Bitcoin ETF: Van Eck CEO on filing again and the cryptocurrency’s 2021 prospects

Van Eck Associates Corp. CEO Jan Van Eck speaks to his firm’s latest proposal for a bitcoin ETF. With CNBC’s Bob Pisani, Old Mission’s Harry Whitton and ETF Trends’ Dave Nadig. Subscribe to CNBC PRO for access to investor and analyst insights on bitcoin and more: https://cnb.cx/2BT2E7y

Bitcoin’s remarkable ascent past $30,000 has stunned Wall Street — and one of the biggest U.S. investment banks thinks the digital currency could have much further to run.

In a note published Monday, JPMorgan made a bold long-term price target for bitcoin, claiming the red-hot cryptocurrency could rally as high as $146,000 as it competes with gold as an “alternative” currency. But, there’s a catch.

Bitcoin’s market cap — calculated by multiplying the price by the total number of coins in circulation — currently stands at over $575 billion. According to JPMorgan, it would have to climb by 4.6 times to match the $2.7 trillion of private sector gold investment.

For bitcoin’s market value to reach that level, its price volatility would need to drop substantially to give institutional investors the confidence required to make large bets. Bitcoin is known for its wild volatility, and it fell sharply Monday to briefly dip below $30,000 just days after reaching that level.

Bitcoin was up 1% in the last 24 hours Tuesday, trading at around $31,720, according to data from crypto market data provider Coin Metrics.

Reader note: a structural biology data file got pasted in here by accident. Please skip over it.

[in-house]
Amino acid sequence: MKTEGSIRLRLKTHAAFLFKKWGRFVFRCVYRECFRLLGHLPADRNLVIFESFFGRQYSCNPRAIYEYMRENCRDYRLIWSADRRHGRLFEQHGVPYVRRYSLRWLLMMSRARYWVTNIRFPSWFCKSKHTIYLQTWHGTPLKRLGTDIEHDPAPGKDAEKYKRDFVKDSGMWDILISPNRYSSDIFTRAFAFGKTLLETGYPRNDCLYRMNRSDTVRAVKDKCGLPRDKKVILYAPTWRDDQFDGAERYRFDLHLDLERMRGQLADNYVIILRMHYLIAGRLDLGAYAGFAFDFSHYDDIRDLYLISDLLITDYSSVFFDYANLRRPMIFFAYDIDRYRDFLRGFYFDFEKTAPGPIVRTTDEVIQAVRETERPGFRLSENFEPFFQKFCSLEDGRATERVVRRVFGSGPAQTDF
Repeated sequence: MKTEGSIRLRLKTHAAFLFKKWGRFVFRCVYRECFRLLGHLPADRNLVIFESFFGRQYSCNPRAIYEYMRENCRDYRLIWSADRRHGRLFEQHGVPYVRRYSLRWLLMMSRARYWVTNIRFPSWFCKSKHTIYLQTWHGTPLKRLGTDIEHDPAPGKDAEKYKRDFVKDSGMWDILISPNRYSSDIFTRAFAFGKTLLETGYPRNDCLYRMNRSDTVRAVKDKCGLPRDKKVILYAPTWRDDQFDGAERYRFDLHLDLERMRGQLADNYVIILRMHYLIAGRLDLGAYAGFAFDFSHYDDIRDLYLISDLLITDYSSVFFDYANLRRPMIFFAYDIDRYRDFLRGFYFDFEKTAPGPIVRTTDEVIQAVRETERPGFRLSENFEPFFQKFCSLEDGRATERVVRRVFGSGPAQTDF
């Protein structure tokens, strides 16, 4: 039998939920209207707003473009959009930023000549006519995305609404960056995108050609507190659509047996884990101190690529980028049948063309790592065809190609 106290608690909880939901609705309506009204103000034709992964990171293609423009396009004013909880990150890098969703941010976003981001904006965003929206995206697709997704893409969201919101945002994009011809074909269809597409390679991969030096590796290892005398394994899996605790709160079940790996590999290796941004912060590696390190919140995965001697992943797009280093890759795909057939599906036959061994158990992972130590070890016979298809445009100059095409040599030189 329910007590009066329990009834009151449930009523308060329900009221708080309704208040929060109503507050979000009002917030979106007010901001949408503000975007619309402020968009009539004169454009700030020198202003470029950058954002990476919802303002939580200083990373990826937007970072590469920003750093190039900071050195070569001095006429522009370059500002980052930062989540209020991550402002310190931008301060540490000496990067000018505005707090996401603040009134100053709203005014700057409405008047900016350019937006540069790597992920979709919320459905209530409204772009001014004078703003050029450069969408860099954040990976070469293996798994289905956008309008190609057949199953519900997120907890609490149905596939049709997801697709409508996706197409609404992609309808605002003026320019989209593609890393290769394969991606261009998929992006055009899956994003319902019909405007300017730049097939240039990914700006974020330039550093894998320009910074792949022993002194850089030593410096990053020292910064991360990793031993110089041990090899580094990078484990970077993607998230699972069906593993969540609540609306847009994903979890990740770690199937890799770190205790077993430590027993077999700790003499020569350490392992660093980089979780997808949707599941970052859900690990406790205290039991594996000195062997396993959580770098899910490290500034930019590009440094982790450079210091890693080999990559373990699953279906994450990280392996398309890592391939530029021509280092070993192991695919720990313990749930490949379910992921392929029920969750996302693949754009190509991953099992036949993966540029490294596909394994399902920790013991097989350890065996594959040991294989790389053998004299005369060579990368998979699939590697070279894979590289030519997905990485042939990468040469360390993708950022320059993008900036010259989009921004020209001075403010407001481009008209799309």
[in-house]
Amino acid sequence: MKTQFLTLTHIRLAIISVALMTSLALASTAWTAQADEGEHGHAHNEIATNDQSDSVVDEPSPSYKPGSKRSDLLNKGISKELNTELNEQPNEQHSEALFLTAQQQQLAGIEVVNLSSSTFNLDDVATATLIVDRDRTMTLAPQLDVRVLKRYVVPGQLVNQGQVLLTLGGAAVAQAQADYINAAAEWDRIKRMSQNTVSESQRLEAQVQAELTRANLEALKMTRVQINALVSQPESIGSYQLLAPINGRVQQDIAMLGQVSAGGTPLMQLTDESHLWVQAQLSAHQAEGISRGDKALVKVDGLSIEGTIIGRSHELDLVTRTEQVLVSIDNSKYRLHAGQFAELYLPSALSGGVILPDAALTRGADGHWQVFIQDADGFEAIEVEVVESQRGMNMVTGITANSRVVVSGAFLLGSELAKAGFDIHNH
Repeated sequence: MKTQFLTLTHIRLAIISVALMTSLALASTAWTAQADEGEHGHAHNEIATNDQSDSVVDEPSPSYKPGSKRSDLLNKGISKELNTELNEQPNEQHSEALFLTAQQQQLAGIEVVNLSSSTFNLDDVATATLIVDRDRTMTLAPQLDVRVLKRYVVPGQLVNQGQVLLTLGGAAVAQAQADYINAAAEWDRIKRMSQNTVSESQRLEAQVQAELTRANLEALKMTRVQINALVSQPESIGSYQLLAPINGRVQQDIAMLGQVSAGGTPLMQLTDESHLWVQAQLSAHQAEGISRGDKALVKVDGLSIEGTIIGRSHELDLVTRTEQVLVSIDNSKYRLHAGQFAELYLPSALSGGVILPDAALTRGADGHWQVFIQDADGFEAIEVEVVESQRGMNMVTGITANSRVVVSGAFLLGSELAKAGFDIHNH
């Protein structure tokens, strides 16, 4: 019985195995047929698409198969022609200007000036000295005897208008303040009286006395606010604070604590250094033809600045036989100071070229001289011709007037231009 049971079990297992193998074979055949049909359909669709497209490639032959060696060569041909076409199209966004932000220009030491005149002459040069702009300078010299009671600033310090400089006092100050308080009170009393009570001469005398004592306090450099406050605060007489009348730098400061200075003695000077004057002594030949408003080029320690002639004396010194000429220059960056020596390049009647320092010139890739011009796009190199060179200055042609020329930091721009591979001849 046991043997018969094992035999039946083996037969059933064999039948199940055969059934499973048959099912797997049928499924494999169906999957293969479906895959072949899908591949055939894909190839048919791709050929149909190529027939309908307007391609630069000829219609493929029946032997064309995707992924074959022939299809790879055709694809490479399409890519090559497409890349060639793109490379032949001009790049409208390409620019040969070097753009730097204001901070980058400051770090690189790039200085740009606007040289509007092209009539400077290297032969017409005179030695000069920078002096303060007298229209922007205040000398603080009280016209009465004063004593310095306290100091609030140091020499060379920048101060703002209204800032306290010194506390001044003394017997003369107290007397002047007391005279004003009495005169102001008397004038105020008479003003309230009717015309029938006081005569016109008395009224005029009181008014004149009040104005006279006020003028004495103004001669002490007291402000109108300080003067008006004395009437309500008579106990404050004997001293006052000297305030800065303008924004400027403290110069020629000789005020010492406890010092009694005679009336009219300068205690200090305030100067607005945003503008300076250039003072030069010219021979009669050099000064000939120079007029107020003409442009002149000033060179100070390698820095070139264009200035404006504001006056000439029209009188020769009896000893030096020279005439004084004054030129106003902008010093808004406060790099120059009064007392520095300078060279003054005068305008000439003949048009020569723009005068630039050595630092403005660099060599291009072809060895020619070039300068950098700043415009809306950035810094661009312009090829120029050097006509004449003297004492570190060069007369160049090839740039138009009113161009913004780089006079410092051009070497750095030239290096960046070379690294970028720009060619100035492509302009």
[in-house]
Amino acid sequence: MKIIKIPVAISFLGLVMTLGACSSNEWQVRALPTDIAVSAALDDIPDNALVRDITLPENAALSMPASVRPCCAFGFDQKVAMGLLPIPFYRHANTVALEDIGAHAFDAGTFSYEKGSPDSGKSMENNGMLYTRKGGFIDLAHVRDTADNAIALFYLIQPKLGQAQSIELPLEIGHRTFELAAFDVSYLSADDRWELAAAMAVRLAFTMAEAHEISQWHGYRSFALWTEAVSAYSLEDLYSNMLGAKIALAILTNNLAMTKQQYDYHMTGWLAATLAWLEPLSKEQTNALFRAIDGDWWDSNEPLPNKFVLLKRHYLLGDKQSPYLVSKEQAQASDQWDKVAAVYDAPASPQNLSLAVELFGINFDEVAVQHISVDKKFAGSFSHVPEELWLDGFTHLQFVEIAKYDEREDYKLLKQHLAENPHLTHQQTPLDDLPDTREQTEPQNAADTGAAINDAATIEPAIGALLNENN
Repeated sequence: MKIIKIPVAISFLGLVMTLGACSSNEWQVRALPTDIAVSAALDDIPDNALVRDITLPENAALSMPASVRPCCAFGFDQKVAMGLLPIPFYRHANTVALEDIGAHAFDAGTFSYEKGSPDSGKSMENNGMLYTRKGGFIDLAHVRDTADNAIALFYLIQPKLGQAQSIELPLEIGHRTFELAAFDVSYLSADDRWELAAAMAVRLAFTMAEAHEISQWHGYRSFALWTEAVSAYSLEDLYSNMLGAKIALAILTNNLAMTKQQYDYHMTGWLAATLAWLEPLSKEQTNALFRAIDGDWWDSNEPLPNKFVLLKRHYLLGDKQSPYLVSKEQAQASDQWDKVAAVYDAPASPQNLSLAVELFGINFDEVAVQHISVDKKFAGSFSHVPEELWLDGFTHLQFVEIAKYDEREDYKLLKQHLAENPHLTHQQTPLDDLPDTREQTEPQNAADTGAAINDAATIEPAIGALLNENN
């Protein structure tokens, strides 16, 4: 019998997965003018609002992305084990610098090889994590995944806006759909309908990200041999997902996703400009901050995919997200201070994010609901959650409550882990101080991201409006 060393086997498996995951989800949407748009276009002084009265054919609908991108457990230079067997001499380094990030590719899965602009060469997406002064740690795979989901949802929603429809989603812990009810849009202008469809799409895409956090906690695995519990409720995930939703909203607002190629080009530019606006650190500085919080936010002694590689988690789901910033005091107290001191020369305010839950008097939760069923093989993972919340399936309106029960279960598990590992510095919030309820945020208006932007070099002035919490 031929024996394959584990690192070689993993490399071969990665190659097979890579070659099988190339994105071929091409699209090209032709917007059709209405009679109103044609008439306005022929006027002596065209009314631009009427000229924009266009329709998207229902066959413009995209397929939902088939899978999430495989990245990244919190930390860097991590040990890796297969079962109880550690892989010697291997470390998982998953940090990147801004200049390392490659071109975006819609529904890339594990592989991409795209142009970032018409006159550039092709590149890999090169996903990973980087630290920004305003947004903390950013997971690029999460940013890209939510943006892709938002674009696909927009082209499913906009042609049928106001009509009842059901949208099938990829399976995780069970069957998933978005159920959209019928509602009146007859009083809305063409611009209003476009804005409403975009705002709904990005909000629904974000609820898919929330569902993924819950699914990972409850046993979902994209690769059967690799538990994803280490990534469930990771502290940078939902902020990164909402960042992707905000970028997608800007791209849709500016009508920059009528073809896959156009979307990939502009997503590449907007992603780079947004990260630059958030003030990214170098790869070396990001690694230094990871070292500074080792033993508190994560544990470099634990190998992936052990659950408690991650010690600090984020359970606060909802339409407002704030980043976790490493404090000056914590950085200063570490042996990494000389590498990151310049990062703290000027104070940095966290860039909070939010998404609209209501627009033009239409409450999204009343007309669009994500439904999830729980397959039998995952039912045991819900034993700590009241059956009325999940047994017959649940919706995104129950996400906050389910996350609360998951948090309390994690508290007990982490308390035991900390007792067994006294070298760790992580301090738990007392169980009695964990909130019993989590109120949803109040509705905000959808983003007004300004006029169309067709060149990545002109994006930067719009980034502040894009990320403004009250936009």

“This long term upside based on an equalization of the market cap of bitcoin to that of gold for investment purposes is conditional on the volatility of bitcoin converging to that of gold over the long term,” JPMorgan’s strategists wrote.

“The reason is that, for most institutional investors, the volatility of each class matters in terms of portfolio risk management and the higher the volatility of an asset class, the higher the risk capital consumed by this asset class.”

Crypto bulls have said that bitcoin’s recent rally is markedly different to a late 2017 bubble that saw it zoom close to $20,000 a coin, only to sink as low as $3,122 the next year. That’s because institutional investors are starting to buy in, and this is seen as a crucial confidence boost for the digital asset.

Skeptics view bitcoin’s 2020 rally — which saw it advance more than 300% — as reminiscent of the frothy 2017 market action. They see it as a speculative asset with no intrinsic value and a bubble that is likely to burst at some point.

Still, JPMorgan says there’s “little doubt that the institutional flow impulse into bitcoin is what distinguishes 2020 from 2017.”

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